TAMPA — Longtime planning chief Bob Hunter announced his retirement last year in a Thanksgiving eve news release all but guaranteed to attract minimal attention.
Now, after slightly more than a month off the job, Hunter is looking to join the ranks of double-dippers — government employees who return to their old jobs, collect their old salaries, as well as a monthly pension check.
In Hunter's case, he's getting a $206,731 lump-sum pension payout to boot.
The Hillsborough County City-County Planning Commission is considering whether to ask Hunter back. Hunter informed the board's executive committee this week that he'd accept and can start immediately.
Hunter, 66, insists this was not the plan all along, that he was looking forward to taking on some consulting work. But, since commissioners asked, he figured they could probably use his expertise in these trying times.
"Oh, God, no, it hasn't been my intention to return," said Hunter, who resigned effective Dec. 31. "But the call would allow me to stay at home rather than do so much travel."
At least one planning commissioner says the whole situation seems a bit odd.
Ed Giunta II, a real estate developer, said the topic came out of the blue during Monday's executive committee meeting, which was supposed to be about hiring an executive search firm to find someone to replace Hunter.
Suddenly, some commissioners were saying, Why go through the trouble and expense? Why not just ask Hunter back?
Then, Giunta said, they called Hunter on his cell phone during the meeting and asked if he would return to work. They even specified that he could have a three-year contract.
Hunter mulled it briefly, then said he could start immediately.
"It feels orchestrated," said Giunta. "I can tell you as a taxpayer, it doesn't sit well with me."
Giunta isn't a member of the executive committee but attended as a spectator. He and other board members prevailed on the full Planning Commission meeting later that day to delay a vote until Feb. 18.
Hunter is poised to take advantage of a loophole in the retirement program that serves state and many local government employees. The deferred retirement option program — or DROP — allows employees to retire, take a month off, then return as a government employee, collecting a salary and pension, as well as a lump-sum payout.
It was supposed to be an incentive for longtime employees to retire when eligible so that new blood could move up. But the St. Petersburg Times has uncovered hundreds of cases of employees returning to government work, often in their old six-figure jobs.
While he says it was not his intention, Hunter's personnel file indicates he at least inquired about returning to work after entering DROP.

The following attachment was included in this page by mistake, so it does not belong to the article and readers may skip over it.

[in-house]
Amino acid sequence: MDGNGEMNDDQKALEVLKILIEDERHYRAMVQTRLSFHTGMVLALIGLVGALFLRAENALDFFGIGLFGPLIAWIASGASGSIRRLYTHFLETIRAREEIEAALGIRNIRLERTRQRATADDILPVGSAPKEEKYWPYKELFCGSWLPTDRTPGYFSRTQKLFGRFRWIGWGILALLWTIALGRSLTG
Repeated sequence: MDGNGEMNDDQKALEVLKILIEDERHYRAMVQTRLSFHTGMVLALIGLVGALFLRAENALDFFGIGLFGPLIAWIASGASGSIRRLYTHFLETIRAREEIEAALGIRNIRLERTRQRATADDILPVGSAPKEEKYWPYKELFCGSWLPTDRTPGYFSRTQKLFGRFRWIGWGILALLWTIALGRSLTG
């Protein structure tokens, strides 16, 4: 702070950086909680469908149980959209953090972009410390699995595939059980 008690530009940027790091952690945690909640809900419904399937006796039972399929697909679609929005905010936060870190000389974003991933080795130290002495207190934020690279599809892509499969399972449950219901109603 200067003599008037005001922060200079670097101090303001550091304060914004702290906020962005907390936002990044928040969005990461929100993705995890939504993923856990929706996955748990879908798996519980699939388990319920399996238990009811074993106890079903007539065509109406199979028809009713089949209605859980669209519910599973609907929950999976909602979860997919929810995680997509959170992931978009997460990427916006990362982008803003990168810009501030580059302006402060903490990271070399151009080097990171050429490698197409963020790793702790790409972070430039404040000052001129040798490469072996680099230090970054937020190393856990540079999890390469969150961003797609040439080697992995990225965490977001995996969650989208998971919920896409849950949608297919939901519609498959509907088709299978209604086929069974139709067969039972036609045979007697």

A March, 21, 2006, e-mail to Hunter from Planning Commission attorney Tracy Robin included an attorney general's opinion on the topic. It concluded that an informal advance arrangement to rehire an employee in DROP may jeopardize the person's pension benefits.
"Consequently," it reads, "it appears that giving you any kind of commitment to rehire you after the DROP period has significant risk for the agency and you personally."
Hunter said the e-mail came in response to his inquiries seeking to understand DROP generally, and is not evidence of a plan.
Some Hillsborough County commissioners, who provide much of the taxpayer funding for the Planning Commission, said they are nevertheless concerned.
"I've got great respect for Bob Hunter," said Commissioner Mark Sharpe. "But the reason our system is sick from the federal level to the local level is individuals have figured out a way to game the system. I'm just really disappointed."
The county is already anticipating further cutbacks this year due to the shrinking property tax base. If Hunter is hired back, it will all but ensure his agency gets put under the microscope.
"It's not going to go over well," said Commissioner Jim Norman.
Hunter agreed Monday to return at his $145,350 salary. He also will receive, if he hasn't already, the $206,731 lump-sum pension payment.
Attempts to confirm his additional monthly pension payment were unsuccessful Tuesday. But Hunter, executive director of the planning commission for 21 years, said it would be about $1,900, and would kick in after a year.
Hunter said he would not seek eligibility for a second pension, something state legislators are considering outlawing.
"I don't think that would be appropriate," he said.
Bill Varian can be reached at email@example.com or (813) 226-3387.